Imagining 2020 #2: Low Carbon Future? Bah! Humbug!
A Low Carbon Future? Bah! Humbug!
By Gareth Morgan and John McCrystal of the Morgan Charitable Foundation
Ebenezer Scrooge from Charles Dickens' A Christmas Carol
On the eve of December’s Copenhagen conference on climate, all indications are that there will be no legally binding obligations agreed to by nations insofar as carbon emissions are concerned. The inability of civilisations to pre-empt catastrophe is nothing new: history is littered with instances of societies marching steadfastly to oblivion in full knowledge that this is the consequence of their inability to change. Jared Diamond’s book “Collapse” provides a perceptive and sobering historic collation on this topic.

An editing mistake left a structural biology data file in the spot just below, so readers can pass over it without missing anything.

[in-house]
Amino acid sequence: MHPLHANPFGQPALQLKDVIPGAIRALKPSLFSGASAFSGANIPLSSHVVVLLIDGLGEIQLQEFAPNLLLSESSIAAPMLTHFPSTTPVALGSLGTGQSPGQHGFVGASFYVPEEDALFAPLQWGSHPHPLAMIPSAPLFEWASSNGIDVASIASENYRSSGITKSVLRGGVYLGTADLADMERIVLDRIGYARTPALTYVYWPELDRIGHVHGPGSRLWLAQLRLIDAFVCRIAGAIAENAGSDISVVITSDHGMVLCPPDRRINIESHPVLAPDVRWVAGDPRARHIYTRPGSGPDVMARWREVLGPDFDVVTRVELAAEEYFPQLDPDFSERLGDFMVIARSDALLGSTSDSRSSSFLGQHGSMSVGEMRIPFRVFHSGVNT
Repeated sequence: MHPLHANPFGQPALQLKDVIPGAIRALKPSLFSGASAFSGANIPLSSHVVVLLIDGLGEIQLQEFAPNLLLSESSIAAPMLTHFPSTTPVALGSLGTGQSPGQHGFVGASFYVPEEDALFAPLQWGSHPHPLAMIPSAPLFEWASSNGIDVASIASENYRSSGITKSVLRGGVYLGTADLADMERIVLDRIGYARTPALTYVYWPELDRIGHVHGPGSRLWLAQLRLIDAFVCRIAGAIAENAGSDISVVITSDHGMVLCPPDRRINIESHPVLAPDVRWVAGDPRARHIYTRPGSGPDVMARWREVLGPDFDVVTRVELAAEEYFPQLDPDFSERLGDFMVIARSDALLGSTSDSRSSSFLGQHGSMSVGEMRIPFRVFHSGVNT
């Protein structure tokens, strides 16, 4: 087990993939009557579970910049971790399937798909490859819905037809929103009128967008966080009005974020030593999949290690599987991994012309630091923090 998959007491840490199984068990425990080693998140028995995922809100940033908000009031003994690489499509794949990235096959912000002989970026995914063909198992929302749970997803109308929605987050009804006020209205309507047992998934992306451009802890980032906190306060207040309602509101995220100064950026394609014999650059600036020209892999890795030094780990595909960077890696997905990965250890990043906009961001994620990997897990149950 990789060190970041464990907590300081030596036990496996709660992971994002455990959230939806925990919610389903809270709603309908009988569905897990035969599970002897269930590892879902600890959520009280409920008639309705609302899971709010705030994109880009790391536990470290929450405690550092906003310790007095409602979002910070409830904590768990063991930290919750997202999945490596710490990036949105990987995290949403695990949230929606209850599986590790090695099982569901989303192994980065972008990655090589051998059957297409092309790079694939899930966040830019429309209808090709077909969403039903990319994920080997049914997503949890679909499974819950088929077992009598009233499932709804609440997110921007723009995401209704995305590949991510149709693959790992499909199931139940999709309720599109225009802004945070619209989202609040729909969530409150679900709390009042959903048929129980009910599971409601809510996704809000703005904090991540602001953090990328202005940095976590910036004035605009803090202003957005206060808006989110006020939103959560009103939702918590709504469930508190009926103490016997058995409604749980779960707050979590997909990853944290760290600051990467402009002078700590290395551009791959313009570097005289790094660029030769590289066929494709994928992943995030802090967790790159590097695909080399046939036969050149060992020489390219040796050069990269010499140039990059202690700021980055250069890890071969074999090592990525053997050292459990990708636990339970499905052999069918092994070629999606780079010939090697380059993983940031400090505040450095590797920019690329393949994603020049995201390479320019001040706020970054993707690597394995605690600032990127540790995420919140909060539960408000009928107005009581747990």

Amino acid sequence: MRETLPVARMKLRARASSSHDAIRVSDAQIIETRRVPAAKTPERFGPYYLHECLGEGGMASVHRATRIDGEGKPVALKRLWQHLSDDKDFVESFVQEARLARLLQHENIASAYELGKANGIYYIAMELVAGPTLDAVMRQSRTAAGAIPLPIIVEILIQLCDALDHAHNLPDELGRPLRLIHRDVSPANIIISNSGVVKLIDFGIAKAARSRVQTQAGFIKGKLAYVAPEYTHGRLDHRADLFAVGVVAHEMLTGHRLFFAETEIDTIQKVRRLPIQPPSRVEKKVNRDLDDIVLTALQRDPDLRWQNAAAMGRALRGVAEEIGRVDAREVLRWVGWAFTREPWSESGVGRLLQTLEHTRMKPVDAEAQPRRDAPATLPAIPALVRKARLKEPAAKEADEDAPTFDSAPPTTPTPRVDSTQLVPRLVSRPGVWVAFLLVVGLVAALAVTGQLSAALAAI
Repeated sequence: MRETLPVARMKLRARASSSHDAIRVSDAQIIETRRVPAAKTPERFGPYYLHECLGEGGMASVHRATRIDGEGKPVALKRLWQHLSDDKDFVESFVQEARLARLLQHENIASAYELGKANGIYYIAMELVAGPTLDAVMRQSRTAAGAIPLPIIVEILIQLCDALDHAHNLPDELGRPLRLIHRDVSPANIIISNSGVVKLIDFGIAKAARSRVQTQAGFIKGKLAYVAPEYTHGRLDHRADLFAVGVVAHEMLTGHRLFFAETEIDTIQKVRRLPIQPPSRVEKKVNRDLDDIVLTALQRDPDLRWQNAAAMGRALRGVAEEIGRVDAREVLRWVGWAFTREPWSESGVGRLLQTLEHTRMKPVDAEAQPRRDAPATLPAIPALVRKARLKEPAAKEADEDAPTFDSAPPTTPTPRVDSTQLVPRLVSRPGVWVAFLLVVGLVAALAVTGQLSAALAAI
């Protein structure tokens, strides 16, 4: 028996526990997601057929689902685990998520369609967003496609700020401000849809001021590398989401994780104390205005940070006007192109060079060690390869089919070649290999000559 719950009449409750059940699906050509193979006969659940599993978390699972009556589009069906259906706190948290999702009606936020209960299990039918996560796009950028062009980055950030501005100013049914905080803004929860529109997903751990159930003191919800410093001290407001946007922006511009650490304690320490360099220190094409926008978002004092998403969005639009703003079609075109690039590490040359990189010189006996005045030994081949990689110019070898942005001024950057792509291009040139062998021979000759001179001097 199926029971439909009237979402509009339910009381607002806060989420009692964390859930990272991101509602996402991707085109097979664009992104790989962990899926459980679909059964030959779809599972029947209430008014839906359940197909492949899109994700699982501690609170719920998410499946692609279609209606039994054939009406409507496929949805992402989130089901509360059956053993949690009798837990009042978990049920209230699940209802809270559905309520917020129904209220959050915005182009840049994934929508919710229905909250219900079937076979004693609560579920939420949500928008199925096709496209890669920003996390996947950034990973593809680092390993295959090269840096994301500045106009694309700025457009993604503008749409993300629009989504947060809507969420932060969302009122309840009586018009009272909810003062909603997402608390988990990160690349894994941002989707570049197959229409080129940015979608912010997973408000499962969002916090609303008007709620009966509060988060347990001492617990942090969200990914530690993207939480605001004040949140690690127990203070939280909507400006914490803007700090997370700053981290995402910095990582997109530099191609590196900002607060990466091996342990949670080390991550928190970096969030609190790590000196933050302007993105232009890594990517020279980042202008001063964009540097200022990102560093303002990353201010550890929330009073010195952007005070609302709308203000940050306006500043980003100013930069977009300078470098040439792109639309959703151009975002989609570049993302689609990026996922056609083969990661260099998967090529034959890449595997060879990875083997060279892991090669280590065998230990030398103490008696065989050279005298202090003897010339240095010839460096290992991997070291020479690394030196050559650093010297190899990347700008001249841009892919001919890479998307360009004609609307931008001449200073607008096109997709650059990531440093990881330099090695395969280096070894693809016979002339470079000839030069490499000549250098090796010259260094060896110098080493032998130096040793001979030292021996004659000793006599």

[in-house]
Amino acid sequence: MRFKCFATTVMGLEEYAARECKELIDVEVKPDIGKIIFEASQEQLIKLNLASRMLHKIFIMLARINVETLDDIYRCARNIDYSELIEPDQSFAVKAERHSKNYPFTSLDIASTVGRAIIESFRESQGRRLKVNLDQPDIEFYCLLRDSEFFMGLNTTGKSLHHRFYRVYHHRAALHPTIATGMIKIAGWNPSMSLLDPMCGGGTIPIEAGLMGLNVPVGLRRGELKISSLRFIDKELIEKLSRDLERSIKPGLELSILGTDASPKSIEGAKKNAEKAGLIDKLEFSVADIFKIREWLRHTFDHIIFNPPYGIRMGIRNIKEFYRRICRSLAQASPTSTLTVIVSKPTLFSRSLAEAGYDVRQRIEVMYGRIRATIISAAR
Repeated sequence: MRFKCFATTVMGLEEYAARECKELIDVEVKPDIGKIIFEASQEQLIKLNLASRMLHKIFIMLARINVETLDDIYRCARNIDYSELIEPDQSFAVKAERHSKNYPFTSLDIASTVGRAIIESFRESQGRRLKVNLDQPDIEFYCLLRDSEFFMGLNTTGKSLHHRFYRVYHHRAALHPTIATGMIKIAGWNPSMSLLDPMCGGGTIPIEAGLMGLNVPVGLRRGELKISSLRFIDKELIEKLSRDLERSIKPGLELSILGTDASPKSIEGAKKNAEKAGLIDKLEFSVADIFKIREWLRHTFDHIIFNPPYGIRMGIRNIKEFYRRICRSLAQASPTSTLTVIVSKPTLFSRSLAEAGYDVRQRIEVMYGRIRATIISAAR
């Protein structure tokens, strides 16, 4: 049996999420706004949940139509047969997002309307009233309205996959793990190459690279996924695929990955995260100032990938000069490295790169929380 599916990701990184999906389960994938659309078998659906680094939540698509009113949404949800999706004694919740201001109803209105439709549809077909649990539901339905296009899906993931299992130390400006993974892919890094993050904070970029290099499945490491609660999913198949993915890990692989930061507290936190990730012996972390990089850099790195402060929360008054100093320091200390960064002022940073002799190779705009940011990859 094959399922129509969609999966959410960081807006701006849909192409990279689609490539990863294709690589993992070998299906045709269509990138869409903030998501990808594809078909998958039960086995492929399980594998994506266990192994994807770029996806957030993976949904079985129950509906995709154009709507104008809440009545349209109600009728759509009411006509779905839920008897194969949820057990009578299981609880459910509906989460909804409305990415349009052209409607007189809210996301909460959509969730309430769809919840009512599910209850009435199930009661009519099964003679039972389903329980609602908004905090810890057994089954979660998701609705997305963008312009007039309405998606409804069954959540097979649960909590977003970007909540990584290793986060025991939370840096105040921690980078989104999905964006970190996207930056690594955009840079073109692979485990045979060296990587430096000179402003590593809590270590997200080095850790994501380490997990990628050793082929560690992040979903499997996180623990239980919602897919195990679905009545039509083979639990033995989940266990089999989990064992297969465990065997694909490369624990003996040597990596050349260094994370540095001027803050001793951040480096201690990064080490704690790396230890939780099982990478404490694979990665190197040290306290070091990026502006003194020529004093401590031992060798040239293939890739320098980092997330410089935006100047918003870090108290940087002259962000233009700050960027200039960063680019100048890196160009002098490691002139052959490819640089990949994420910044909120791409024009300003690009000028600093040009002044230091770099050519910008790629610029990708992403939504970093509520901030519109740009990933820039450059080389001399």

Our genetic code commits us to paths portending self-destruction, albeit this time the threat is on a scale hitherto not encountered. There is no compelling reason to doubt the view that human activity is causing a rise in the atmospheric concentration of greenhouse gases, and that this in turn will lead a rise in global average temperatures, we can expect the effects of climate change to be making themselves felt in earnest in 2020. And we can probably expect the rise in temperature to be faster than the currently favoured predictions, given that most of the new evidence that emerges daily suggests that the world is warming more and faster than had been expected by those who compiled the IPCC’s Fourth Assessment Report.